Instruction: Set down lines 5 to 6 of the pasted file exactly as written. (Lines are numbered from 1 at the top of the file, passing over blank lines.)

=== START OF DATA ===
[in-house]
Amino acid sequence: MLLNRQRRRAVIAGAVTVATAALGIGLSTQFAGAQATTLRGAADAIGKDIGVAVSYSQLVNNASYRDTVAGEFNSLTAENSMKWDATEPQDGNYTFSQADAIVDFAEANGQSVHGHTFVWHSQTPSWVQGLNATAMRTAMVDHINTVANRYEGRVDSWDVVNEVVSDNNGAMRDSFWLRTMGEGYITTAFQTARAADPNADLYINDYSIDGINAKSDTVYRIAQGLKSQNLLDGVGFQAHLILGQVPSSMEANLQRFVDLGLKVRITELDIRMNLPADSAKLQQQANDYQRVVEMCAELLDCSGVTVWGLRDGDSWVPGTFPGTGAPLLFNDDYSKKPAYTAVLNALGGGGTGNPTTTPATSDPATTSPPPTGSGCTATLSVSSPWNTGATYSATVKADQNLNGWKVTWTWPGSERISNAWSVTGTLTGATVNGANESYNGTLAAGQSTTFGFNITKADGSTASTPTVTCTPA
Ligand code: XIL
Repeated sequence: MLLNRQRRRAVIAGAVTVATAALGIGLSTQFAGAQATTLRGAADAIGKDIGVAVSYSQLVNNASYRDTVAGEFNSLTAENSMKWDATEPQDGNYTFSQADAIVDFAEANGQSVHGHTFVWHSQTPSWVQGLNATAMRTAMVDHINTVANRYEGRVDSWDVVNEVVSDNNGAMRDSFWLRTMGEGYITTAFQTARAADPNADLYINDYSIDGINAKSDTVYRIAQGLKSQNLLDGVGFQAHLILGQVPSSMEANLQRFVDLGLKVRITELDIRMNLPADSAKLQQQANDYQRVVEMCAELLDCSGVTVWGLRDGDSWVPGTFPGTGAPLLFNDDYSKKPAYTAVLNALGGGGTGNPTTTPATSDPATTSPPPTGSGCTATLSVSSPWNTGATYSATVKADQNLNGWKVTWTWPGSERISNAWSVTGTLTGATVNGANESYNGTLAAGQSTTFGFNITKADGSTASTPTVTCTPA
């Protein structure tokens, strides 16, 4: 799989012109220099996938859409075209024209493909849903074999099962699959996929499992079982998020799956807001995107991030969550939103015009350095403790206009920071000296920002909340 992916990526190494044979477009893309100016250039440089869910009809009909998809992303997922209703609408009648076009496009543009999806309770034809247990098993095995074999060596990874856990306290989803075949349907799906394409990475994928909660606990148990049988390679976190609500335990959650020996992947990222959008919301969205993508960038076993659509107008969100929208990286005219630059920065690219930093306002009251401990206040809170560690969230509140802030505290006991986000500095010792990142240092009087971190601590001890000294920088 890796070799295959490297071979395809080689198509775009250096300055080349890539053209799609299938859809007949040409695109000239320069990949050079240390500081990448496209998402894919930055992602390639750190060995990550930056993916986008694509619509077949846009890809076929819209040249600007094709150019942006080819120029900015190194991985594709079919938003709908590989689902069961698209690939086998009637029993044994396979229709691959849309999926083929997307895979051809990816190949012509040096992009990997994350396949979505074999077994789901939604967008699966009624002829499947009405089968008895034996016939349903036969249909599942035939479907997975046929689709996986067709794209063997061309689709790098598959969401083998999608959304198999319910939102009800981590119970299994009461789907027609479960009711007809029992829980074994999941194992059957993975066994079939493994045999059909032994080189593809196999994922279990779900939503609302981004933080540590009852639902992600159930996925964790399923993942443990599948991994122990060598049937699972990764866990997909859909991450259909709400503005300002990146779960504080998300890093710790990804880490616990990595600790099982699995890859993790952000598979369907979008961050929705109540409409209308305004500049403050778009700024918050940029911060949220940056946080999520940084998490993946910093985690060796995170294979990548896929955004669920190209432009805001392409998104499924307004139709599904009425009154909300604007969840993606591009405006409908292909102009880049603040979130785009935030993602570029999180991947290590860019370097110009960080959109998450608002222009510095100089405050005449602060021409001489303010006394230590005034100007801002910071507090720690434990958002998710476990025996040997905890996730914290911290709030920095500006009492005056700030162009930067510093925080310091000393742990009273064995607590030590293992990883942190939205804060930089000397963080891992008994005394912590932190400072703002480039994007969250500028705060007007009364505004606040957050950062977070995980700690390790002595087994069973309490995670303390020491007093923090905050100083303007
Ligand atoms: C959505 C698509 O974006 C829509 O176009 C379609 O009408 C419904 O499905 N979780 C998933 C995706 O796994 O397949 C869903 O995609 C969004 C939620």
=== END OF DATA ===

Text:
């Protein structure tokens, strides 16, 4: 799989012109220099996938859409075209024209493909849903074999099962699959996929499992079982998020799956807001995107991030969550939103015009350095403790206009920071000296920002909340 992916990526190494044979477009893309100016250039440089869910009809009909998809992303997922209703609408009648076009496009543009999806309770034809247990098993095995074999060596990874856990306290989803075949349907799906394409990475994928909660606990148990049988390679976190609500335990959650020996992947990222959008919301969205993508960038076993659509107008969100929208990286005219630059920065690219930093306002009251401990206040809170560690969230509140802030505290006991986000500095010792990142240092009087971190601590001890000294920088 890796070799295959490297071979395809080689198509775009250096300055080349890539053209799609299938859809007949040409695109000239320069990949050079240390500081990448496209998402894919930055992602390639750190060995990550930056993916986008694509619509077949846009890809076929819209040249600007094709150019942006080819120029900015190194991985594709079919938003709908590989689902069961698209690939086998009637029993044994396979229709691959849309999926083929997307895979051809990816190949012509040096992009990997994350396949979505074999077994789901939604967008699966009624002829499947009405089968008895034996016939349903036969249909599942035939479907997975046929689709996986067709794209063997061309689709790098598959969401083998999608959304198999319910939102009800981590119970299994009461789907027609479960009711007809029992829980074994999941194992059957993975066994079939493994045999059909032994080189593809196999994922279990779900939503609302981004933080540590009852639902992600159930996925964790399923993942443990599948991994122990060598049937699972990764866990997909859909991450259909709400503005300002990146779960504080998300890093710790990804880490616990990595600790099982699995890859993790952000598979369907979008961050929705109540409409209308305004500049403050778009700024918050940029911060949220940056946080999520940084998490993946910093985690060796995170294979990548896929955004669920190209432009805001392409998104499924307004139709599904009425009154909300604007969840993606591009405006409908292909102009880049603040979130785009935030993602570029999180991947290590860019370097110009960080959109998450608002222009510095100089405050005449602060021409001489303010006394230590005034100007801002910071507090720690434990958002998710476990025996040997905890996730914290911290709030920095500006009492005056700030162009930067510093925080310091000393742990009273064995607590030590293992990883942190939205804060930089000397963080891992008994005394912590932190400072703002480039994007969250500028705060007007009364505004606040957050950062977070995980700690390790002595087994069973309490995670303390020491007093923090905050100083303007
Ligand atoms: C959505 C698509 O974006 C829509 O176009 C379609 O009408 C419904 O499905 N979780 C998933 C995706 O796994 O397949 C869903 O995609 C969004 C939620």